Will Hyper-V 3.0 improvements make Exchange shops ditch VMware?

Hyper-V 3.0 will include several new features and improvements that benefit Exchange virtualization, but are they enough to convince companies to drop VMware?

A colleague and I were recently discussing the upcoming release of Hyper-V 3.0, which will debut in Windows Server 8. He asked if I thought that Hyper-V 3.0's new features would be enough to sway administrators who are currently virtualizing Exchange via VMware vSphere. I don't have a crystal ball, but I do have a few thoughts on how admins will respond to Hyper-V 3.0.

First off, many admins will undoubtedly continue virtualizing Exchange on VMware vSphere. There are a number of reasons why:

  • Hyper-V has a reputation as an immature product that is not suitable for enterprise environments. That stigma is sure to follow Hyper-V for some time, even after the release of Version 3.0.
  • Organizations running VMware have likely invested considerable capital into their existing virtualization infrastructures and may be reluctant to abandon them.
  • Some IT shops will stick with VMware purely because of vendor loyalty.
  • Some organizations will be hesitant to switch to Hyper-V because of the difficulties involved in moving a mission-critical application such as Exchange Server to a different virtualization platform.

As you can see, there are several reasons why Exchange administrators will stick with VMware. It's difficult to ignore several new Hyper-V features, however, especially when you consider how they can benefit Exchange shops.

Exchange and Hyper-V 3.0: Scalability improvements
Many of the virtualization improvements included in Hyper-V 3.0 focus on scalability. Previously, virtual machines (VMs) that ran on Hyper-V were limited to four virtual CPUs and 32 GB of RAM. These limitations alone caused many companies to think twice about hosting Exchange on Hyper-V.

In Hyper-V 3.0, VMs can now be provisioned with up to 32 virtual CPUs and up to 512 GB of RAM. In addition, Hyper-V 3.0 will support virtual hard drives up to 16 TB. These scalability improvements should easily accommodate even the largest Exchange 2010 mailbox servers.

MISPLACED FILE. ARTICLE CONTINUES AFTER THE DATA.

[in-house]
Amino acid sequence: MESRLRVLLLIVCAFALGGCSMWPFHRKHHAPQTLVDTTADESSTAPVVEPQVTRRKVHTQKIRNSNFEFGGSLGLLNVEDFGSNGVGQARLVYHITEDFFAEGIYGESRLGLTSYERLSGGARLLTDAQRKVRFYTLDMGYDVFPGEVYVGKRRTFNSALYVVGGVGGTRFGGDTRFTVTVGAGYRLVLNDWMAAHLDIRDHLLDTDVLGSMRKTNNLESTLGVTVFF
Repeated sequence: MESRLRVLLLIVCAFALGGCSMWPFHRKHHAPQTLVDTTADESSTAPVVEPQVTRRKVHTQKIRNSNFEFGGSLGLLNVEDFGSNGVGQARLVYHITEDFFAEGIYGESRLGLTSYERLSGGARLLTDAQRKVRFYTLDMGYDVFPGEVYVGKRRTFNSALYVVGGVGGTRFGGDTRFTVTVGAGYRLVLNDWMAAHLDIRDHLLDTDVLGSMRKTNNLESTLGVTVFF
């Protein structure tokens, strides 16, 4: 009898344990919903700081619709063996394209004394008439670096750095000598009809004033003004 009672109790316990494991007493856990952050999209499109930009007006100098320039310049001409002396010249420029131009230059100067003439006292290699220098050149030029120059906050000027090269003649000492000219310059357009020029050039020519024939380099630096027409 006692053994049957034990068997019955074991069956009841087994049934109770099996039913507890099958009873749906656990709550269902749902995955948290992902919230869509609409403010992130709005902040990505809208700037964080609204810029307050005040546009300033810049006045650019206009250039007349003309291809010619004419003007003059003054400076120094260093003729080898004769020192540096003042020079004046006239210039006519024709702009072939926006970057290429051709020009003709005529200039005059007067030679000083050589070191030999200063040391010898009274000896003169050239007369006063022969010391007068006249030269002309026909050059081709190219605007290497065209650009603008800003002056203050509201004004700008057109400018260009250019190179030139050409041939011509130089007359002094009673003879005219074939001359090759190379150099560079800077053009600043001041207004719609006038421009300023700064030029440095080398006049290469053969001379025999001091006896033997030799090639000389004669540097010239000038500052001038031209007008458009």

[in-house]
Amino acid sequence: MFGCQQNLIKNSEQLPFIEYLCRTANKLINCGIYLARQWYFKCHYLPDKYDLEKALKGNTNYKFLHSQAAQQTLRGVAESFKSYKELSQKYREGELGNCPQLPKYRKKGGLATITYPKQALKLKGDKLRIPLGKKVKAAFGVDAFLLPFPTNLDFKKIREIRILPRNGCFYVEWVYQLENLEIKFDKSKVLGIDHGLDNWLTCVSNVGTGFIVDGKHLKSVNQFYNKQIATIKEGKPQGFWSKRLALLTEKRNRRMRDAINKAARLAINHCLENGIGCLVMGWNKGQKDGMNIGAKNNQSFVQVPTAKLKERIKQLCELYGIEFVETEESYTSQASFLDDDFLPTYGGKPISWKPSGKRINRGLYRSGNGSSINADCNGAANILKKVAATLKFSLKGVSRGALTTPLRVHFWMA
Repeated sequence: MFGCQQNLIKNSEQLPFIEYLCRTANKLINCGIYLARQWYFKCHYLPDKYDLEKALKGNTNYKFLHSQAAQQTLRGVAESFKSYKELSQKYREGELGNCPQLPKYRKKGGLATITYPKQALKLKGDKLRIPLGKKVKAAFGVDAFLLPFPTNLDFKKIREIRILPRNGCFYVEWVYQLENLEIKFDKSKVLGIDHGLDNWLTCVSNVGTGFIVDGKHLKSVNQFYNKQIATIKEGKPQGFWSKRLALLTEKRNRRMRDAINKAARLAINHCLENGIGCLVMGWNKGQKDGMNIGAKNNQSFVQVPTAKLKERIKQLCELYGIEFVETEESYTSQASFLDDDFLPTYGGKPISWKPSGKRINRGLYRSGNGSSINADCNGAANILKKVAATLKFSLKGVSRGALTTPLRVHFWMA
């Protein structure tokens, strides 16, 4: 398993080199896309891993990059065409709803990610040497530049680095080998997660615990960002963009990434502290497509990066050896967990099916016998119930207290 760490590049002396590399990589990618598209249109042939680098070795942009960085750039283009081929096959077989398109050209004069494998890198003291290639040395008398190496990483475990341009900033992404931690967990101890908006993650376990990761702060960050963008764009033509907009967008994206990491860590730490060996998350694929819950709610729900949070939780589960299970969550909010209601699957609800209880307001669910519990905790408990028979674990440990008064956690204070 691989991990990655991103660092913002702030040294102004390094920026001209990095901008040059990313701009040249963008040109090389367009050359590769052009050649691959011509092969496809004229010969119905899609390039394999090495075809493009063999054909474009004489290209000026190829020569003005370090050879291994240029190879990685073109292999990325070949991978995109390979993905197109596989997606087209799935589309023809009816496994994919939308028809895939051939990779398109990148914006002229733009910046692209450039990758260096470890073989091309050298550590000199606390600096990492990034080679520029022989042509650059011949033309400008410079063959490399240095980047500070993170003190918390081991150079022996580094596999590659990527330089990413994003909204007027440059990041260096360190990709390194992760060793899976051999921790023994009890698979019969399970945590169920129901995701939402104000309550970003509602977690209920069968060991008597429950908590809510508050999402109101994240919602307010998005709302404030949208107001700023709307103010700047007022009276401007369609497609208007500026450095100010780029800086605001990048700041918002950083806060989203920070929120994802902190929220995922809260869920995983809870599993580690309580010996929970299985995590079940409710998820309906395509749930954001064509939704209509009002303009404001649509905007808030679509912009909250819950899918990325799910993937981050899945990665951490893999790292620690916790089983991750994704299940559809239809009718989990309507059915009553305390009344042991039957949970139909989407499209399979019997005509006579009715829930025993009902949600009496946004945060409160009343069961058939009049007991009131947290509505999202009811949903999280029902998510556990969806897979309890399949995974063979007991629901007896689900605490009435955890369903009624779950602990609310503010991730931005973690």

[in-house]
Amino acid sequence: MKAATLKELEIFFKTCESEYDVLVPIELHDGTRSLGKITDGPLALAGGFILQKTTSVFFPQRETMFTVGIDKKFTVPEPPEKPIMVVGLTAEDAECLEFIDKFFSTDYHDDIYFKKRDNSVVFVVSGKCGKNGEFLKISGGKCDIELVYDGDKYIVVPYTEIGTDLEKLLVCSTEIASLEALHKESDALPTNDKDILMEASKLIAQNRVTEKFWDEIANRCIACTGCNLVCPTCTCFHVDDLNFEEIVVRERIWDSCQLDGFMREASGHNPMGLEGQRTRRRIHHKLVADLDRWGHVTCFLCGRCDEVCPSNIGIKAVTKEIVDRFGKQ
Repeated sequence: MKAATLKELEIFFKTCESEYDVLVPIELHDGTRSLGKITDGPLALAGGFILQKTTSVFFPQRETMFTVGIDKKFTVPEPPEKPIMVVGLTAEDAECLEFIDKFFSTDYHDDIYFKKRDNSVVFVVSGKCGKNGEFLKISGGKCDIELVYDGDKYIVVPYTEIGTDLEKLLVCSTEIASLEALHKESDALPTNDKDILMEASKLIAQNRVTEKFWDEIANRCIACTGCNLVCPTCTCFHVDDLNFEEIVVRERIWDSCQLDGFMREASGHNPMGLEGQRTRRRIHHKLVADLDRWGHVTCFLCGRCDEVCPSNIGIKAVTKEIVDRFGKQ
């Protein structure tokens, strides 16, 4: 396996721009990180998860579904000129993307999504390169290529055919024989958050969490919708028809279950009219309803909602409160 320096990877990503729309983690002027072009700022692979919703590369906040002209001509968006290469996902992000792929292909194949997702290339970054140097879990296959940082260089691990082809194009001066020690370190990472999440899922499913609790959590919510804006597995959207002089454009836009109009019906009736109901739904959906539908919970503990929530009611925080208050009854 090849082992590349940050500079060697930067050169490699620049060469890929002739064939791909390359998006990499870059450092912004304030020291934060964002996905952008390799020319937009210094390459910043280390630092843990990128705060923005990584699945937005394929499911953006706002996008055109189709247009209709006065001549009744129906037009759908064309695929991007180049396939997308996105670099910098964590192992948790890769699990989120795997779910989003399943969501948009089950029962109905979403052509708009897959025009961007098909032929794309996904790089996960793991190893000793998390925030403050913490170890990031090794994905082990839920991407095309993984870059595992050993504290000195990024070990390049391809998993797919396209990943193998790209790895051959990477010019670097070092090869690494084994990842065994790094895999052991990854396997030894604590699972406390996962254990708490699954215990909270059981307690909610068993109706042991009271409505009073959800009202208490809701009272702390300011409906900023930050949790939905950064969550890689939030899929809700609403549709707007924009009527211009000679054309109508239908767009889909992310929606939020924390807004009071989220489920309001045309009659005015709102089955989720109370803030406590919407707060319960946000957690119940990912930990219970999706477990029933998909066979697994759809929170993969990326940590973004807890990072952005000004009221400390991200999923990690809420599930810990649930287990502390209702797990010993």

Exchange and Hyper-V 3.0: Improvements to Live Migration
Another aspect of Hyper-V 3.0 that's sure to impress Exchange admins is that Microsoft has redesigned both Live Migration and Live Storage Migration. Live Migration was first introduced in Windows Server 2008 R2 as an alternative to VMware's Vmotion. The feature allows admins to move a VM from one clustered host server to another with no downtime.

The problem was that first iteration of Live Migration could only move one VM at a time. If a host server contained a large number of VMs, the process of moving them to another host could be painfully slow. In contrast, in Hyper-V 3.0, you'll be able to concurrently move multiple VMs between host servers with no downtime.

Exchange and Hyper-V 3.0: Affinity rules and failover improvements
Exchange admins should also benefit from affinity and anti-affinity rules in Hyper-V 3.0. In Exchange Server, there are often VMs that should never reside on a common virtualization host server. For example, if you're distributing workloads across multiple client access servers (CAS), it doesn't make sense from both performance and fault-tolerance standpoints to host multiple servers on a single virtualization host.

Check out our complete guide to Exchange Server virtualization.

The problem here is that in failover situations, VMs that were purposefully isolated from one another may end up running on a common host. You can configure Hyper-V 3.0's affinity and anti-affinity rules so that a group of VMs can fail over collectively (where all your Exchange VMs can fail over as a group) or so that certain machines always reside on separate hosts.

Microsoft has made other improvements to failover. For starters, Hyper-V clusters will be able to support up to 63 host servers and collectively host up to 4,000 VMs. More importantly, Hyper-V 3.0 lets you prioritize VMs in a failover situation.

Suppose for example that a host server failed and all the VMs running on the host were moved to another host server within the cluster. If the remaining host server is already hosting some VMs, it may not have the system resources to host all of the VMs that were previously running on the failed server.

Prioritization lets you specify which VMs you deem most important. If there is a shortage of system resources, then high-priority VMs like mailbox servers can take priority over less important virtual machines like redundant hub transport servers.

It seems that Hyper-V has finally become a truly enterprise-class hypervisor. Not every organization will switch to Hyper-V, but with these significant improvements, many Exchange shops are sure to at least consider switching from VMware.

Brien Posey
is an eight-time Microsoft MVP with two decades of IT experience. Before becoming a freelance technical writer, Brien worked as a CIO for a national chain of hospitals and healthcare facilities. He has also served as a network administrator for some of the nation’s largest insurance companies and for the Department of Defense at Fort Knox.

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